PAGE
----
Cassie LaJeunesse, Campus Carrier Deputy News Editor
|PHOTO COURTESY OF THE SPIRES FACEBOOK|
|The Spires information center on Broad Street houses a 3D model of the plan for the retirement community that will be built. They hope to start construction in the summer.|
Pre-sales are underway for The Spires at Berry College, the Continuous Care Retirement Community (CCRC) that will be built by Eagle Lake. The hope is to break ground by summer, according to Chief of Staff Gary Waters.
The Spires will offer independent living units, options for assisted care and a memory care unit. Stand-alone cottages are available for independent living, as well as apartment buildings and lodges, which contain larger apartments. Now that they are in the reservation phase of the project, sales counselors are working to find future residents to put down deposits on the independent living unit. Currently 86 people have paid a deposit.
“We need to reach a goal of 75 percent in reservations before we can go to financing, and that magic number for us is now 123 [reservations],” sales counselor Kimberly Garner said.
The marketing team for The Spires hosts monthly luncheons to engage with potential residents and offer info on pricing and services that will be offered. Some of the planned amenities and services for The Spires include a wellness center with a salt-water pool, 40 miles of natural trails, a full-service spa with salon and barbershop, access to continuing medical care and access to events held at Berry.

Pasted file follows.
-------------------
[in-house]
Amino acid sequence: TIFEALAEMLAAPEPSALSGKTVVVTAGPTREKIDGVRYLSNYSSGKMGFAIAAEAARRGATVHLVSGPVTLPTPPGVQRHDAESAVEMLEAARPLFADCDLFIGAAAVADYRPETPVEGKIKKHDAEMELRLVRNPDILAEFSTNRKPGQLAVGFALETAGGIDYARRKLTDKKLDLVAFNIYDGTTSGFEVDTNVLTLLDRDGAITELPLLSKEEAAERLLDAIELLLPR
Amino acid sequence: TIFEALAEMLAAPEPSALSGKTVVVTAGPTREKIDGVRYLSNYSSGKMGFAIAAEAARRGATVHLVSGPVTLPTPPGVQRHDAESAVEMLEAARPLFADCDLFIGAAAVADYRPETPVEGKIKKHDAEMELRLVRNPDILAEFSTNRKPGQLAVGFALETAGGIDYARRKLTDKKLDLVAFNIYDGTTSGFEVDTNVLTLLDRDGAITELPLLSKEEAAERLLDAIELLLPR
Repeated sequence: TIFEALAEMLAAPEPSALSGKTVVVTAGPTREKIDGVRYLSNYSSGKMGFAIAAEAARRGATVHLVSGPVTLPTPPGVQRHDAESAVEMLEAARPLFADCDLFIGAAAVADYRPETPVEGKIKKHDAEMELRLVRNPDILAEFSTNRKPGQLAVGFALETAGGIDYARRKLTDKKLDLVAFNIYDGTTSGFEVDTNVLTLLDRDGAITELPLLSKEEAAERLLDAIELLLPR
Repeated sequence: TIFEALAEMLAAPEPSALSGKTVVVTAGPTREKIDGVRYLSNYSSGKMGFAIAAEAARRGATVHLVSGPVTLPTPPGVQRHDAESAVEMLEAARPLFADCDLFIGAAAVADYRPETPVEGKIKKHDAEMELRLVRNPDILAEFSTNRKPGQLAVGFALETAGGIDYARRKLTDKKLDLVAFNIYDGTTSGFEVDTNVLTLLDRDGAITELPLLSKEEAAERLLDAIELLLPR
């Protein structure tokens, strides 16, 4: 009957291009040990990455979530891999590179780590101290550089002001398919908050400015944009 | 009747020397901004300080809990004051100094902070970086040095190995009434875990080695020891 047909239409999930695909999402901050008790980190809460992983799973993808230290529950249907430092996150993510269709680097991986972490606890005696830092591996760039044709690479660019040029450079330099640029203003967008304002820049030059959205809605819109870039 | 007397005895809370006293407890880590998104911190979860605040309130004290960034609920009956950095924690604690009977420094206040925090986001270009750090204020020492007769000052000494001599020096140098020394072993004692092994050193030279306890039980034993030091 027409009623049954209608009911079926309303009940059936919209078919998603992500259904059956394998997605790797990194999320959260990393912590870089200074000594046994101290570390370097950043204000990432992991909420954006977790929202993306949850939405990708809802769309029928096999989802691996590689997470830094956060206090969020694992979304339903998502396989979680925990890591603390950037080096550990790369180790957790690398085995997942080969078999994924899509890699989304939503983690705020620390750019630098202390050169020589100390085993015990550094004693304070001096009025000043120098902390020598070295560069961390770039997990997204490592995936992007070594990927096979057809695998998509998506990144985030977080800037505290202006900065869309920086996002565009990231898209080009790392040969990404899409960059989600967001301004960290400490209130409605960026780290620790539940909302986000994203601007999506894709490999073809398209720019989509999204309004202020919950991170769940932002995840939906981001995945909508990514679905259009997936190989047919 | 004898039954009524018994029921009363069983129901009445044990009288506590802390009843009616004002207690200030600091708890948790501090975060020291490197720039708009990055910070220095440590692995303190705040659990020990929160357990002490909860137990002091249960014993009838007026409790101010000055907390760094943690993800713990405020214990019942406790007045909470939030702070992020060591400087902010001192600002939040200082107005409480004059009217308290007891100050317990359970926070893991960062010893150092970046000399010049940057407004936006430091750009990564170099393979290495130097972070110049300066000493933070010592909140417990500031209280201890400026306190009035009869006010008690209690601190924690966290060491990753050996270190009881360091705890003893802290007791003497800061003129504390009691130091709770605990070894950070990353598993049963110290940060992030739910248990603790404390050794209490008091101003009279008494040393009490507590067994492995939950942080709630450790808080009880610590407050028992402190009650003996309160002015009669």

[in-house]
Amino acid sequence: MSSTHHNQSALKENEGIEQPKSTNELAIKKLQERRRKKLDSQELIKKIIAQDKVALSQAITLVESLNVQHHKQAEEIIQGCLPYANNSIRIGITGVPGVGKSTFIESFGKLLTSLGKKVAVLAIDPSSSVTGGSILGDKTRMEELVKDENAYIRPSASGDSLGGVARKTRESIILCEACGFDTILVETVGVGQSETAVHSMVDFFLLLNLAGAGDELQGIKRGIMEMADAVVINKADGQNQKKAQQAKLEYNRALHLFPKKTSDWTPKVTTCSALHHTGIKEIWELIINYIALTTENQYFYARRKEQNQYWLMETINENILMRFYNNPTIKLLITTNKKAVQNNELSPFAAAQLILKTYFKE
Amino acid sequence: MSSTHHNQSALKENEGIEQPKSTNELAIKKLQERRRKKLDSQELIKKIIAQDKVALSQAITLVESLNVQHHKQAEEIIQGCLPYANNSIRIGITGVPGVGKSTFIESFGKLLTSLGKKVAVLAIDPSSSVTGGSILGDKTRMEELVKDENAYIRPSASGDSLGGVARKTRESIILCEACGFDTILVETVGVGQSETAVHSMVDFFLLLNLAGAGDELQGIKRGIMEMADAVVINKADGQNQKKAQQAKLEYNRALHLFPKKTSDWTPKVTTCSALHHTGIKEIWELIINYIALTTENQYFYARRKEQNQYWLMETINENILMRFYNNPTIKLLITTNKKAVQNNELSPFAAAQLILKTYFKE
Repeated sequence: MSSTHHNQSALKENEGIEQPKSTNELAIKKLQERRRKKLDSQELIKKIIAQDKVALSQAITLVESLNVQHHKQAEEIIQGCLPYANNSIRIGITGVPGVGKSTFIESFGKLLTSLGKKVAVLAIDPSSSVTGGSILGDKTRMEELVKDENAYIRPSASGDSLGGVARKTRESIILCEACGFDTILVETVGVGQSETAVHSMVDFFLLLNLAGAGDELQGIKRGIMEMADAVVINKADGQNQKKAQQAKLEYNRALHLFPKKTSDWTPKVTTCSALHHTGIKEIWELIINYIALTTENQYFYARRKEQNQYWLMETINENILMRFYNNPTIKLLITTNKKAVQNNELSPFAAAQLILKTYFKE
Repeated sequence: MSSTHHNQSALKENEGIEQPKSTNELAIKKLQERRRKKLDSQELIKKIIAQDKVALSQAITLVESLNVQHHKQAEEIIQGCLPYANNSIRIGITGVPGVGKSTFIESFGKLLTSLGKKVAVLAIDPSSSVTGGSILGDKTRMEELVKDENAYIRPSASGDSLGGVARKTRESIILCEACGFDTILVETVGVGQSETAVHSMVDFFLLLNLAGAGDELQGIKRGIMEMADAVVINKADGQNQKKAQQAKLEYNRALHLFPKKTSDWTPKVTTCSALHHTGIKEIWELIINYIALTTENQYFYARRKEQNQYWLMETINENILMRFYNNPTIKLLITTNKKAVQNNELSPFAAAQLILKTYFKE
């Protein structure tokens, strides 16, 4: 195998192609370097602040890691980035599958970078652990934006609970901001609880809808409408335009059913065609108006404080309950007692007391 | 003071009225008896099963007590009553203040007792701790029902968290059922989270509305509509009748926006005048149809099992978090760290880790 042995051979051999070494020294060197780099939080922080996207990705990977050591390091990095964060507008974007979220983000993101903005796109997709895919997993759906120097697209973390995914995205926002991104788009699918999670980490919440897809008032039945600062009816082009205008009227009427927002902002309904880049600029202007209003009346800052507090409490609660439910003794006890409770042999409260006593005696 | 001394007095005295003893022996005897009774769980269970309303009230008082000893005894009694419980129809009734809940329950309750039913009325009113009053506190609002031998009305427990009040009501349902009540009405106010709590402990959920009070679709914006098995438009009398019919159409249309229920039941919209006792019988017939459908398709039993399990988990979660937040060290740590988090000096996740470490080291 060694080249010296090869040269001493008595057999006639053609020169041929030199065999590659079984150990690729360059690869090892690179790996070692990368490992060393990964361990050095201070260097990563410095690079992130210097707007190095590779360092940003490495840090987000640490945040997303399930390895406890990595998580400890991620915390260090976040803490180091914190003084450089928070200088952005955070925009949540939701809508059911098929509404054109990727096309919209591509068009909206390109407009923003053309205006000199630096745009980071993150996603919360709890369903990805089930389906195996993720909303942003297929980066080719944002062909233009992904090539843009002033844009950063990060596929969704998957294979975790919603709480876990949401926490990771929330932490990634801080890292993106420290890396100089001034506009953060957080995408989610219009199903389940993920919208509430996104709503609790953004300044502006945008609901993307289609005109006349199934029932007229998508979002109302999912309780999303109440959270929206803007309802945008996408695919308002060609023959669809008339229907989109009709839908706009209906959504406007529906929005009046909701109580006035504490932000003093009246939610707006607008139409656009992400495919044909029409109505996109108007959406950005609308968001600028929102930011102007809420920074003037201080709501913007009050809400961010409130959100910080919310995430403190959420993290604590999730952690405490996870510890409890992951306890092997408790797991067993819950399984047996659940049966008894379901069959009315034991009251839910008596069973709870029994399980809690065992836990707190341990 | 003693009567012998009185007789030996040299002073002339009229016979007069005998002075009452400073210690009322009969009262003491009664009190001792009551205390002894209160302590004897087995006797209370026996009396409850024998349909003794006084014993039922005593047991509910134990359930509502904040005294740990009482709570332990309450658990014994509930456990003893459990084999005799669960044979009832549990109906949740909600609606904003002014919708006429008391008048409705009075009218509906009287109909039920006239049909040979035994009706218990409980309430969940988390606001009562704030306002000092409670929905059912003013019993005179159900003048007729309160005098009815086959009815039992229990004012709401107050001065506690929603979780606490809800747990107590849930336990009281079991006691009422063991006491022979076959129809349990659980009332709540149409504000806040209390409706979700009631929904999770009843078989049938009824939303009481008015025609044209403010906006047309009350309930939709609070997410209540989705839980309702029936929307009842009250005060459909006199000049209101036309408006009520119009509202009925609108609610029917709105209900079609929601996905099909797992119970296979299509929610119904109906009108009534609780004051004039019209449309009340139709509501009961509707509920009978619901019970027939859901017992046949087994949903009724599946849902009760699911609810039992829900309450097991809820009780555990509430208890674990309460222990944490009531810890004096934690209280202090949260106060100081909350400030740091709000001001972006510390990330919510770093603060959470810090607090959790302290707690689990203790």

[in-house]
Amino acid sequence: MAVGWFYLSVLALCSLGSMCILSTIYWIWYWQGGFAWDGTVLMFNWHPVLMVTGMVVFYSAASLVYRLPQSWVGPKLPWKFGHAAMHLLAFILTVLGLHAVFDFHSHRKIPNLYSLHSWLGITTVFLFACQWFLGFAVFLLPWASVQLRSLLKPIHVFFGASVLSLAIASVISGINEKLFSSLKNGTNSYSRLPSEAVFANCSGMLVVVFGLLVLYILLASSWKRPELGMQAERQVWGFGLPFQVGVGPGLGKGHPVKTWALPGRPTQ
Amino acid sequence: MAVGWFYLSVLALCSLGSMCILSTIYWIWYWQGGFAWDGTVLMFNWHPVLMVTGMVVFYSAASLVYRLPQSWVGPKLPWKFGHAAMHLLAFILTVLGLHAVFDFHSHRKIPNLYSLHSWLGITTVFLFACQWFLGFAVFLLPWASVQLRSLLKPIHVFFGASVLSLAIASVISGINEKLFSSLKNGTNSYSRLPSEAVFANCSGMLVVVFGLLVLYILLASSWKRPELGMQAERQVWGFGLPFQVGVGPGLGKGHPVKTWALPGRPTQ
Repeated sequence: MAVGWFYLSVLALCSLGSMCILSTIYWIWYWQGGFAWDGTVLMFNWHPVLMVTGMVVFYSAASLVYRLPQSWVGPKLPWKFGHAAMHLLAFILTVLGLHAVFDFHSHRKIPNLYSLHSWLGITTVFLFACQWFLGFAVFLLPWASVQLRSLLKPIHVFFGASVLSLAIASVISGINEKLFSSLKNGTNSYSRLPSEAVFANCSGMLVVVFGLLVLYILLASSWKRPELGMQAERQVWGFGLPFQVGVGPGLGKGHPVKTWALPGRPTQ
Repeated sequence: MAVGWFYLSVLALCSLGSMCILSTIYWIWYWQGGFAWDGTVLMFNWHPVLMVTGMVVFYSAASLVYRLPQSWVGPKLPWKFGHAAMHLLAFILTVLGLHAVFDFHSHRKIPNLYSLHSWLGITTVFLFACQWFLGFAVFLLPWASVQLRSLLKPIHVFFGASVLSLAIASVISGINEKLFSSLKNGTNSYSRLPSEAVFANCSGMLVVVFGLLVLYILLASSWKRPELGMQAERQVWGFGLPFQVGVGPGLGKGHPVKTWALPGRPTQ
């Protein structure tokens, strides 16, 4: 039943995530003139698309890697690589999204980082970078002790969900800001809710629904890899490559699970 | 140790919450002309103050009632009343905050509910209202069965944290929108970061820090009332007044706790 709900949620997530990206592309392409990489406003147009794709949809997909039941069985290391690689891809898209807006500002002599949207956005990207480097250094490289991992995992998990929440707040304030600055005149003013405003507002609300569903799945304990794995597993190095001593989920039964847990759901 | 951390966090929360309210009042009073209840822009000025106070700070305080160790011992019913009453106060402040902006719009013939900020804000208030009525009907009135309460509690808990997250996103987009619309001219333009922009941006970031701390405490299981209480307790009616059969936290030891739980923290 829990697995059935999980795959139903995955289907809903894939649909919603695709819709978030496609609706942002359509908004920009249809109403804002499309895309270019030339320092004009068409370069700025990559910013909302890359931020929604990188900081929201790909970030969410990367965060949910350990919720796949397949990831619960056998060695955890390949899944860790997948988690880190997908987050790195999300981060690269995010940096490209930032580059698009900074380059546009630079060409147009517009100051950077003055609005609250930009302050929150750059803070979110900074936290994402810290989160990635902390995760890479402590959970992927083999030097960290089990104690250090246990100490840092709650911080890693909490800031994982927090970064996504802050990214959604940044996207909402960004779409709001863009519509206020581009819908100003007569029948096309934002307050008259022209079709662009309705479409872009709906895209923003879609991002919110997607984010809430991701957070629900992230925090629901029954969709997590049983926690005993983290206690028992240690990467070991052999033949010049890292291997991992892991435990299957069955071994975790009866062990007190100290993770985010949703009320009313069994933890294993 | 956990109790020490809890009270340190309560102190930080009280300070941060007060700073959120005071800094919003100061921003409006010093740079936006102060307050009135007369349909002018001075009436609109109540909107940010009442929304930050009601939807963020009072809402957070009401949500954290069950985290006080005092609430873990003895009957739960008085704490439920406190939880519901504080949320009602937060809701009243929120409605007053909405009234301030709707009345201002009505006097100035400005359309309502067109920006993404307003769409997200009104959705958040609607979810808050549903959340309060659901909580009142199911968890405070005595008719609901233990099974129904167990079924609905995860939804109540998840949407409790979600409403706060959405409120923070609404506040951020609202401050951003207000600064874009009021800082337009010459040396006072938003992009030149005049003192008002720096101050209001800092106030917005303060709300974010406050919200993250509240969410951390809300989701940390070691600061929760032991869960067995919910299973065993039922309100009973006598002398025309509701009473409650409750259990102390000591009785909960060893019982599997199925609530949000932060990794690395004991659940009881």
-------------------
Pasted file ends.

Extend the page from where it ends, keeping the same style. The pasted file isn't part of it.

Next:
“What you’ll see is really interesting people who had very diverse careers attending cultural events, athletic events,” Waters said. “Virtually anybody who lives over at The Spires is going to have a very interesting life story. Our young people will gain a lot from getting to know them.”
Waters is excited about the project because he sees many potential benefits for Berry students. He estimates that The Spires will allow for somewhere between 50 and 100 student work positions related to multiple areas of study, as well as opportunities for mentorship. Students will be able to work in nursing, business, grounds and more.
Waters said he has heard a few student concerns about the project, but he does not believe that any students should be worried about The Spires.
“There is no financial risk for the operating costs of The Spires to fall on students and their charges at Berry College,” Waters said.
According to Waters, the project is a separate entity with a board of directors. Berry has three representatives out of the seven on the board. Waters said this project will only benefit Berry students.
“This is such a cool project in every way,” Waters said. “I can’t think of a single negative impact on the college.”
For more information about The Spires, visit the information center located at 113 Broad Street, call (706)-368-9955 or visit retireatberry.com.